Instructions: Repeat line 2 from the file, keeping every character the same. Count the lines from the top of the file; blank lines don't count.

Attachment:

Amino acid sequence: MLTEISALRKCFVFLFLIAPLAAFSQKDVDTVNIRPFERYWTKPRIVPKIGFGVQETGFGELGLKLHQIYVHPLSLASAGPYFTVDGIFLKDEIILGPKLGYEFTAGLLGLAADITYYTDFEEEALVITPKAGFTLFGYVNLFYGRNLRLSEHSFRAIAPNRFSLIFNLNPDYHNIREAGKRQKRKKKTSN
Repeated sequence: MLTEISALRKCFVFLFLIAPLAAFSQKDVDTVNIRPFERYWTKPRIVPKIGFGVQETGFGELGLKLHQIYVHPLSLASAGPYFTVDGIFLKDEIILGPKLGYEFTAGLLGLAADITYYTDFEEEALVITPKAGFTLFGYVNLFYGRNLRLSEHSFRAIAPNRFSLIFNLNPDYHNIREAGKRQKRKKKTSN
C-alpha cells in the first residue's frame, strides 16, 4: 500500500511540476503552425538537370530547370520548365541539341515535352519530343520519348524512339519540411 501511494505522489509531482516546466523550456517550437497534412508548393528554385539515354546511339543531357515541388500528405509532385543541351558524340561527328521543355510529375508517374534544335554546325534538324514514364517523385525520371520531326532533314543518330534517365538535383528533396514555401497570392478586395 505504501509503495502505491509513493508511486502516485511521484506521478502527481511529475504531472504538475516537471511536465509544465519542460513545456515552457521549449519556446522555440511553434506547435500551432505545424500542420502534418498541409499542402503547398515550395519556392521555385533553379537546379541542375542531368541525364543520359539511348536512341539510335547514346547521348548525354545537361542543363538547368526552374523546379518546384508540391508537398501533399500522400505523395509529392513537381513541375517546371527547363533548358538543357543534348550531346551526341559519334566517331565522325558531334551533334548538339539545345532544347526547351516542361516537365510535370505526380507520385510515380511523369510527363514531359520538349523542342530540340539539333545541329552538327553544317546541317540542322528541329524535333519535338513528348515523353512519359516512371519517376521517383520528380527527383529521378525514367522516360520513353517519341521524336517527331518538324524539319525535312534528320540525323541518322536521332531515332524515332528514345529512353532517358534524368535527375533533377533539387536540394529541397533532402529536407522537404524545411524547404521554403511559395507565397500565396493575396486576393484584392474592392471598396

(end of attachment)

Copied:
Repeated sequence: MLTEISALRKCFVFLFLIAPLAAFSQKDVDTVNIRPFERYWTKPRIVPKIGFGVQETGFGELGLKLHQIYVHPLSLASAGPYFTVDGIFLKDEIILGPKLGYEFTAGLLGLAADITYYTDFEEEALVITPKAGFTLFGYVNLFYGRNLRLSEHSFRAIAPNRFSLIFNLNPDYHNIREAGKRQKRKKKTSN